"The beginning of spring training each year has always been a moment of hope, a reassurance that the landscape of snow and gray skies and barren trees will soon pass, and the world will again be green."~ Charles Fountain, from his book "Under the March Sun: The Story of Spring Training"
I'm sure for most of you, today (or whatever day your team's pitchers and catchers report) couldn't have come soon enough. And while I'm always anxious for the beginning of the baseball season, this year is one I've been longing for more so than usual, or so it seems. For the better part of the first three+ weeks of the new year, the highest temperature we had was something like 24 degrees- but it was mostly in the low-to-mid teens. For southwest Idaho, that's below normal. Considering what's taking place in the northeast, I guess I really shouldn't complain.
It's that longing for the baseball season and the desire to escape the doldrums of winter which has caused me to resolve to make a trip to Florida one day and enjoy some Grapefruit League action. Heck, I'd even settle for the Cactus League-it's certainly closer to home. However, it wouldn't allow the joys of watching my team.
While the history of the Braves training in Florida began in Jacksonville, 1906, it wasn't until fifteen years later that they had any sort of continuity in the state. At some point in 1921, Boston owner George Grant promised former St. Petersburg, Florida mayor Al Lang that he would bring his national league club to the Sunshine City for spring training, 1922. Lang had left office in 1920, but had made it his life's work to promote baseball in the Sunshine State. The year following the vacating of his office, Lang had helped the city's park board secure a lease on a prime piece of waterfront property which would eventually house Waterfront Park. He was also instrumental in helping raise $20,000 for the construction of the wooden grandstand at the aforementioned ball park.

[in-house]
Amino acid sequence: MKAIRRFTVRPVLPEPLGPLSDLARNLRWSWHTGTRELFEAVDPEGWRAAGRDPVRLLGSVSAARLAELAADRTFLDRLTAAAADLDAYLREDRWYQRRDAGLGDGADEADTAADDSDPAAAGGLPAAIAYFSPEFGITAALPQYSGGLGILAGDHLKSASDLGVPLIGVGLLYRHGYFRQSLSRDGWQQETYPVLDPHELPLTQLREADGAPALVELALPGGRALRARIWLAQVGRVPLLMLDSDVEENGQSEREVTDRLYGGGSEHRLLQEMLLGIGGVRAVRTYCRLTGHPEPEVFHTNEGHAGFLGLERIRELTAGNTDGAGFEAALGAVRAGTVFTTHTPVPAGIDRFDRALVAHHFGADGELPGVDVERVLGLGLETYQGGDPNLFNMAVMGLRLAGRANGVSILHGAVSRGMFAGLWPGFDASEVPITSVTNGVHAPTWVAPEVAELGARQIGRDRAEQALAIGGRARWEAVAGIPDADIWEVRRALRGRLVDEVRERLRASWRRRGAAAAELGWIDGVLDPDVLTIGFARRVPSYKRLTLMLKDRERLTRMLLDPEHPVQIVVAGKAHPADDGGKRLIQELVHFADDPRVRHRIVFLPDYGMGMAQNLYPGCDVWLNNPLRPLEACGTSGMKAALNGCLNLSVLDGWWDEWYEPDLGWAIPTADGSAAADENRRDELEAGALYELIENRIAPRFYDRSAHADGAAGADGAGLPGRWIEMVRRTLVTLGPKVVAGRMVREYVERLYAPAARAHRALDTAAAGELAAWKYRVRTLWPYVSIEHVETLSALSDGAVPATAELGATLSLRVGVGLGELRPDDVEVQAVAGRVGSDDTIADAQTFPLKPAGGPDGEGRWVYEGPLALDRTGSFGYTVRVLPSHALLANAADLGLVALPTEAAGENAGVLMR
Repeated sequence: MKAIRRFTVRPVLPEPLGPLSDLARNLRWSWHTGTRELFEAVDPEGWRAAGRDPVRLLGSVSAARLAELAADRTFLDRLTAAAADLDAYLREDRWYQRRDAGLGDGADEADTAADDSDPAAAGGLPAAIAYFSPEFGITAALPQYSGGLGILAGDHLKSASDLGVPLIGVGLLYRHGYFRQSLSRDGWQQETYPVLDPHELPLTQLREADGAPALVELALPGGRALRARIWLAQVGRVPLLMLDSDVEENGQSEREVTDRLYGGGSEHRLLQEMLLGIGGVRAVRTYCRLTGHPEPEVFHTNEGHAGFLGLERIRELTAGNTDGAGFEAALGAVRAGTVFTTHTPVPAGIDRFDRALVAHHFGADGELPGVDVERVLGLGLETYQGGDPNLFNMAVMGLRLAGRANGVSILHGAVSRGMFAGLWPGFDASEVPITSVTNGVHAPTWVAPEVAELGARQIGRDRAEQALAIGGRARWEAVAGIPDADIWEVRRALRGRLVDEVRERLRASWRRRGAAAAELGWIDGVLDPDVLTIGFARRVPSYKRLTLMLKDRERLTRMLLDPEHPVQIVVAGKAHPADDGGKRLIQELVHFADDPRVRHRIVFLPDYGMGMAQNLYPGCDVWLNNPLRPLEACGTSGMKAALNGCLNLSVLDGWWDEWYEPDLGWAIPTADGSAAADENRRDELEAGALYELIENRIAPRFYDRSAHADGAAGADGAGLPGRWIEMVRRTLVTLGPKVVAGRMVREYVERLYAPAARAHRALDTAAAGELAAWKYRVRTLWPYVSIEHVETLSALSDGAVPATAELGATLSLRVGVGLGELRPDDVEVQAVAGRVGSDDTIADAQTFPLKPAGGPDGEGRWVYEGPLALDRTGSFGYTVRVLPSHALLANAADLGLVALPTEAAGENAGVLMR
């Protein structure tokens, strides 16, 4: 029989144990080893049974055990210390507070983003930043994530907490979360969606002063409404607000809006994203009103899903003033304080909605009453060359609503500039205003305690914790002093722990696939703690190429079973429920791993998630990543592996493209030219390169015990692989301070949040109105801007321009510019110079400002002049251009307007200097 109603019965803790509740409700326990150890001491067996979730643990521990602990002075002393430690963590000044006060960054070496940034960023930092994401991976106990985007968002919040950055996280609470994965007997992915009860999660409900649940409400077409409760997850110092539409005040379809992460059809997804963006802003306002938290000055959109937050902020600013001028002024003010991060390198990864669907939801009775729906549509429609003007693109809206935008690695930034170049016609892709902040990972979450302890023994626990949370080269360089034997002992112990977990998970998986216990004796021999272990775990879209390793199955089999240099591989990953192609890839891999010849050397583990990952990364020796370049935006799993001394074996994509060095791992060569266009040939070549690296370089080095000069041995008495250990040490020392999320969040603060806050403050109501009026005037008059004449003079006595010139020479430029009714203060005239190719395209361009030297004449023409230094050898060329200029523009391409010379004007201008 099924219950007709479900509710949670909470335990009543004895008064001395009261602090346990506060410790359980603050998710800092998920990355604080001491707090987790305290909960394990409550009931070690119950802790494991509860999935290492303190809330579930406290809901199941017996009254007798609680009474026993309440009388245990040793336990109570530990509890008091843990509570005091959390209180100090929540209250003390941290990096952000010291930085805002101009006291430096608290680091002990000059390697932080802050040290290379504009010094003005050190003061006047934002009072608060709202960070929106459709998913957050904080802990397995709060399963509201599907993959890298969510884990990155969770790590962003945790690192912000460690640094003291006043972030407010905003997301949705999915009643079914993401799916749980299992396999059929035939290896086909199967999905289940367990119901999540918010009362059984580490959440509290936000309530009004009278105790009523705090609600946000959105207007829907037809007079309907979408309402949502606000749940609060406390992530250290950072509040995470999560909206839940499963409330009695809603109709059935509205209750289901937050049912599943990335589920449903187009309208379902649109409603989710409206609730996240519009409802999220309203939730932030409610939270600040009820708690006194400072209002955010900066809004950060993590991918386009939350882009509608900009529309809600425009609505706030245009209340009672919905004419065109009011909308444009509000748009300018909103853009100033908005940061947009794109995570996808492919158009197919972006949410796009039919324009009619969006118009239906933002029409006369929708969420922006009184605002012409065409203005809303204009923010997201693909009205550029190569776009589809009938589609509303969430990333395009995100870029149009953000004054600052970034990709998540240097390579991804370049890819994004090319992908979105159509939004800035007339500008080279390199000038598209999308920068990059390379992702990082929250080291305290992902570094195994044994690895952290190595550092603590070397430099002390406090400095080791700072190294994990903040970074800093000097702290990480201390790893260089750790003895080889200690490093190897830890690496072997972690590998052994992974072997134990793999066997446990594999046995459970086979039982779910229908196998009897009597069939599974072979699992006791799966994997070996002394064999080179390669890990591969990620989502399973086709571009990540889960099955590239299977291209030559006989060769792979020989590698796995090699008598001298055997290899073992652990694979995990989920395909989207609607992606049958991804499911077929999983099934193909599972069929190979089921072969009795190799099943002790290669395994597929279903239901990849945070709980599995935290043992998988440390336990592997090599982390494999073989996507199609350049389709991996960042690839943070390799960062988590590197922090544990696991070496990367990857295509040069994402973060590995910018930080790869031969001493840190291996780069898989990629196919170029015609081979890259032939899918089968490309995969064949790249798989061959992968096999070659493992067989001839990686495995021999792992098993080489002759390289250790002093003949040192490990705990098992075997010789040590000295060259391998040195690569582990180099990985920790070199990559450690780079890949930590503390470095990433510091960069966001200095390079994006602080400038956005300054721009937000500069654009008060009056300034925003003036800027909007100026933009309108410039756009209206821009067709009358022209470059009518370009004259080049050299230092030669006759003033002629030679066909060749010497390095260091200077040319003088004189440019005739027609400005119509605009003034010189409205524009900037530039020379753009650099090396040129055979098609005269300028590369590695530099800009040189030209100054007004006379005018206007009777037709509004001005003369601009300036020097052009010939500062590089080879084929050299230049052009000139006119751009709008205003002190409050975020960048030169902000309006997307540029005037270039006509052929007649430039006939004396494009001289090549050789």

When the Braves arrived at St. Petersburg for the spring of 1922, a state of the art facility awaited them- with a grandstand which seated 1,200 spectators, along with "twenty private boxes, wide and convenient entrances and exits, two box offices [and] retiring rooms and toilets for both sexes." In addition to these amenities, the team also had a clubhouse which was ahead of its time, featuring lockers, showers, and lavatory facilities. (Fountain, Under the March Sun)
Waterfront Park would be home to the Braves for the next fifteen springs. The team would leave after the 1937 season for Bradenton, a city which they would call their spring home for three seasons. From Bradenton, they would move to San Antonio, Tx (1941), Sanford, Fl. (1942), Wallingford, Conn (1943-44), Washington, DC (1945), Ft. Lauderdale, Fl. (1946-47), back to Bradenton (1948-1962), West Palm Beach, Fl (1963-1997), and finally their current home, Lake Buena Vista, Fl (1998-).
Prior to their first spring in St. Pete, the team conducted their training in Norfolk, Va. (1901), Thomasville, Ga. (1902-1904), Charleston, SC (1905), Jacksonville, Fl (1906), Thomasville, Ga (1907), Augusta, Ga. (1908-1912), and Athens, Ga. (1913)